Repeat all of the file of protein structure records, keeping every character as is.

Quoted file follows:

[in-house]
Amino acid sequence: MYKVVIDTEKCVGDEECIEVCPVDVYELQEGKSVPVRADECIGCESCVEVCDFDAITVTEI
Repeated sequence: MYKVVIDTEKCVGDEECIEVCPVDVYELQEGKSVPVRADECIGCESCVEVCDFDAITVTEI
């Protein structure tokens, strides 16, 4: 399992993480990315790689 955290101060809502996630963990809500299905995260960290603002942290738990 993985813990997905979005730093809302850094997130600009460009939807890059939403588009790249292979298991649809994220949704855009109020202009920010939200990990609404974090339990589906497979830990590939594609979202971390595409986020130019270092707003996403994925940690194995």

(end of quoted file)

[in-house]
Amino acid sequence: MYKVVIDTEKCVGDEECIEVCPVDVYELQEGKSVPVRADECIGCESCVEVCDFDAITVTEI
Repeated sequence: MYKVVIDTEKCVGDEECIEVCPVDVYELQEGKSVPVRADECIGCESCVEVCDFDAITVTEI
């Protein structure tokens, strides 16, 4: 399992993480990315790689 955290101060809502996630963990809500299905995260960290603002942290738990 993985813990997905979005730093809302850094997130600009460009939807890059939403588009790249292979298991649809994220949704855009109020202009920010939200990990609404974090339990589906497979830990590939594609979202971390595409986020130019270092707003996403994925940690194995």